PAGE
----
10 Tips for Snow Tubing at Ski Butternut in Massachusetts

Make the Most of Your Time on the Tubing Slopes

Snow Tubing at Ski Butternut
After a few initial hassles with obtaining tubes, the snow tubing experience at Ski Butternut was exhilarating and fun for both the kids and the grown-ups in our group. © 2010 Kim Knox Beckius

Snow tubing is a thrilling winter activity that is a perfect alternative for non-skiers. Want to try snow tubing with your family? Head to the Ski Butternut Tubing Center in the Berkshires of western Massachusetts for a fun-for-all-ages snow tubing experience.

These tips for your snow tubing outing will help you get the most out of riding the eight-lane hill at Ski Butternut.

1. Save Time: Before you leave home, print out copies of the Ski Butternut Tubing Release and Assumption of Risk Agreement and complete them in the warm comfort of your home or car, rather than at the Tubing Center ticket window.

2. Arrive Early: Ski Butternut's tubing facility opens at 10 a.m. on most weekends and holidays and at 5 p.m. on Friday nights. We visited on a fair weather Saturday, and when we arrived at 11:30 a.m., not only was it difficult to find parking near the Tubing Center, there were no snow tubes available. Lines to obtain tubes were even longer when we left at 2:30 p.m.

3. Get Your Tube First: We joined many other visitors in making the mistake of queuing up at the ticket window, where we expected snow tubers would return their tubes as their two-hour time slots expired. Wrong. On busy days, you need to be aggressive on arrival and wait at the bottom of the tubing hill to get your hands on snow tubes as they become available.

4. Bundle Up: Jackets, scarves, hats and gloves are a must, even on a seemingly warm day. Snow pants, however, aren't really necessary: I wore jeans and didn't really get wet. It was in the mid-40s when we left Connecticut, but it was distinctly cooler at Ski Butternut, plus, the ride down the tubing hill is quite a chilly thrill. That said, we felt coldest during the hour we spent standing around waiting to acquire tubes.

5. Consider a Helmet: While helmets are not required, they may be a good idea, especially for younger children. While there are no formal age requirements for snow tubing at Butternut, children must be able to comfortably and safely ride in their own tubes: They are not allowed to ride on a parent or other adult's lap. We brought our seven-year-old daughter's bicycle helmet along just in case but didn't feel she needed to wear it once we saw the facility. During our two-hour session, we didn't observe any wipeouts or dangerous activity.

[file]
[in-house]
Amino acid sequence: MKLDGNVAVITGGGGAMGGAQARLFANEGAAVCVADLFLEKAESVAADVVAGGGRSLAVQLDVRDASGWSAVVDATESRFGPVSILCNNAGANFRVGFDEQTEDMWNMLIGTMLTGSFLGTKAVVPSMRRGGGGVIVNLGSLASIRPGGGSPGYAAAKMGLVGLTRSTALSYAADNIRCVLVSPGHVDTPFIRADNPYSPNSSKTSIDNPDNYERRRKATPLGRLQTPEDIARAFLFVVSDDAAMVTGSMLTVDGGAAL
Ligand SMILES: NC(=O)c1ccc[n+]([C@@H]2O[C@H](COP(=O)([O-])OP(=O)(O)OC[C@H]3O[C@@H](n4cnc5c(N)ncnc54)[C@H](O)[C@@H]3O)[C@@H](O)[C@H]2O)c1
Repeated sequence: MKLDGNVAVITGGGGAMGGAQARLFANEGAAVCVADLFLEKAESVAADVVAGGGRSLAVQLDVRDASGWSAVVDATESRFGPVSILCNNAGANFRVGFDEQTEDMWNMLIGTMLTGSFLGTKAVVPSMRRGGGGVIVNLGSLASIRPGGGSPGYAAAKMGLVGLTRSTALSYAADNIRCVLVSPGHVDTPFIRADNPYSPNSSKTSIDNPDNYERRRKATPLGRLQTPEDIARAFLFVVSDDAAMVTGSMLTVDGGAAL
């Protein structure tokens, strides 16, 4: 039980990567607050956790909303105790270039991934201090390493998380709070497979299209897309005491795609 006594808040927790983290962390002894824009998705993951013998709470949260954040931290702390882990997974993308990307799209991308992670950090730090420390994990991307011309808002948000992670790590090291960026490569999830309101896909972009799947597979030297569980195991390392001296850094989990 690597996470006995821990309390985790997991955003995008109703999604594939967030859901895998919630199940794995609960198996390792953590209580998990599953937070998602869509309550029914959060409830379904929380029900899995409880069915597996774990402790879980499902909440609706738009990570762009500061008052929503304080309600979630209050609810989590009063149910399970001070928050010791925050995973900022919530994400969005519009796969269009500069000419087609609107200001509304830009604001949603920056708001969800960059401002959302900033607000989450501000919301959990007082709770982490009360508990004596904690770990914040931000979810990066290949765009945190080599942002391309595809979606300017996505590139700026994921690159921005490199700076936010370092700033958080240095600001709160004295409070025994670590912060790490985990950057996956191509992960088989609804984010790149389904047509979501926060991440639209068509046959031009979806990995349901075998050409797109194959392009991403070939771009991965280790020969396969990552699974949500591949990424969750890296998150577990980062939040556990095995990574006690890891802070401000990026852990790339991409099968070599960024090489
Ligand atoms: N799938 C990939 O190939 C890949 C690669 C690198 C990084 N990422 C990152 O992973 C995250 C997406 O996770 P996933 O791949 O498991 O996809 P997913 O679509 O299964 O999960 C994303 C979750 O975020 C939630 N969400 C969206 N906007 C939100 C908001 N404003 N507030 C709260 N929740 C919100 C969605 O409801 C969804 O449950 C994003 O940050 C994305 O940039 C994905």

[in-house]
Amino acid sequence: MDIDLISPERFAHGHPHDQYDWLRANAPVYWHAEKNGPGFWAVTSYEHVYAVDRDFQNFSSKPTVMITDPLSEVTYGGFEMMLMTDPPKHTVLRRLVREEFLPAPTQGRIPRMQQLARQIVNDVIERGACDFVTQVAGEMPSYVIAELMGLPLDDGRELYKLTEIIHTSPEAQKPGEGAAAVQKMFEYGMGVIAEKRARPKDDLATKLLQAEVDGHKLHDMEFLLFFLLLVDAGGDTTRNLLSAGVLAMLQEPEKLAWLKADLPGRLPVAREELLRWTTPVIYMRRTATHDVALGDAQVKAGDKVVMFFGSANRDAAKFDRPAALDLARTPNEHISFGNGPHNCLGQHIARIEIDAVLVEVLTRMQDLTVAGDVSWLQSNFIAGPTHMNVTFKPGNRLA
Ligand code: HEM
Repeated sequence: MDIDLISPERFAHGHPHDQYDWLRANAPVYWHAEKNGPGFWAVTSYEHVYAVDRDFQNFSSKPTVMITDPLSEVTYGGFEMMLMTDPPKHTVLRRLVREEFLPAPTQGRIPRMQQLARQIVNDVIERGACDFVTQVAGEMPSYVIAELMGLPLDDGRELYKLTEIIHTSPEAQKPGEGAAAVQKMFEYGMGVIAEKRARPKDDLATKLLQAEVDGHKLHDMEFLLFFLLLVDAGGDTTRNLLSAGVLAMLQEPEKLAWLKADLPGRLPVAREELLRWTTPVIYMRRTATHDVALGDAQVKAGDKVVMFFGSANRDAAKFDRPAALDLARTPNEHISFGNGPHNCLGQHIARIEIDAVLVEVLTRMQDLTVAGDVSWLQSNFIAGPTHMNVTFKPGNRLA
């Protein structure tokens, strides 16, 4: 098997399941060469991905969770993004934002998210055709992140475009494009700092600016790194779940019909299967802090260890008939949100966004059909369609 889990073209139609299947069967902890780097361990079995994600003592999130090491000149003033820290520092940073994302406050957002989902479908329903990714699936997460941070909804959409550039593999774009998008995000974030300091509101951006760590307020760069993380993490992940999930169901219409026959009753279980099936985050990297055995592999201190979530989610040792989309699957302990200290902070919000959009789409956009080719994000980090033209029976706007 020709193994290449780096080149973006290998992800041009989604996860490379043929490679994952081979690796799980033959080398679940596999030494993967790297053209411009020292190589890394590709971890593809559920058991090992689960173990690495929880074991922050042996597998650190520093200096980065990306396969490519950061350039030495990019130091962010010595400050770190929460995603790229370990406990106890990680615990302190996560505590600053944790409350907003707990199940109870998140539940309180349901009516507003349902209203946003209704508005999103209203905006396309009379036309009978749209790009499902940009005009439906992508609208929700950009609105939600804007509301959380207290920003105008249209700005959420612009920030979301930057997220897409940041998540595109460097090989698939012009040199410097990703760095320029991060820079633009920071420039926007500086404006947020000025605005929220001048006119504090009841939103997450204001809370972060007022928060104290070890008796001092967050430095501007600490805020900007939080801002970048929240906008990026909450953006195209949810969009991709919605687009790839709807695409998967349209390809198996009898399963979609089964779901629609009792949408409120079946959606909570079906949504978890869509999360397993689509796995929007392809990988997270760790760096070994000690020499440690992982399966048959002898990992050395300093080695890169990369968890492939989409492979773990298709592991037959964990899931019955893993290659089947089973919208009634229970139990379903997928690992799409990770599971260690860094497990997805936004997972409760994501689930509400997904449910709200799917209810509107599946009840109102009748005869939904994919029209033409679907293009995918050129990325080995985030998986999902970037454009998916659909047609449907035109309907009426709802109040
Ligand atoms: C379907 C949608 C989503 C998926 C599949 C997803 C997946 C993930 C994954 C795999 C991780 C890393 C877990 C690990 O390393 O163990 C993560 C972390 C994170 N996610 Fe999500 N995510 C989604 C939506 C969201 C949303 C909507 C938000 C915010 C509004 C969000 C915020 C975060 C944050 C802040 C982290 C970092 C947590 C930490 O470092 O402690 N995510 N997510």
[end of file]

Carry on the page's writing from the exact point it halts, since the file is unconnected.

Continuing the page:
You know your children best, however, and might want to consider a helmet, particularly for their first tubing experience.

6. Go Before You Go: The facilities near Butternut's Tubing Center are limited to porta-potties (brr!), so you may want to use restrooms elsewhere, such as at the Lower Lodge, before you head for the tubing hill.

7. Bring Cash: You can use a credit card to pay for your tubing tickets ($20 per person for a two-hour session as of 2018/$25 on holiday weekends), but it's still a good idea to have a few bucks on you. There's no place near the Tubing Center at Ski Butternut to duck inside and warm up, so when your kids start clamoring for hot cocoa and snacks, which are sold at the ticketing building, you'll want to be able to pull out a few dollars.

8. Be Prepared to Climb: One of the beauties of tubing at Ski Butternut is that the handle lift makes it easy to ride back up the hill in your tube between runs. That said, the tubing lift isn't the speediest thing in the world, and on busy days, a long line forms. If you want to maximize your tubing time, you'll probably find yourself trudging up the hill—instead of riding—most of the time.

9. Hold On to Your Tube: When you reach the top of the tubing hill, place your tube's tow strap inside the tube, then be sure to hold onto the handles as you push off. At Ski Butternut, we were really impressed by how well visitors respected the rules, particularly waiting in line and allowing the person in front to reach the bottom of the hill before starting out. You also need to hold onto your tube between runs: Don't walk away from it, even for a moment, or someone who's been waiting for a tube is likely to grab it.

10. Go Faster: My first run down the tubing hill took my breath away, but after that initial exhilaration, the experience was sheer fun: not scary at all. If you're an adrenaline junkie, you'll find that the lanes in the shade to the far left of the hill as you look up are fastest. And here's another speed tip: Lift your bottom up out of your tube, and you'll have more momentum.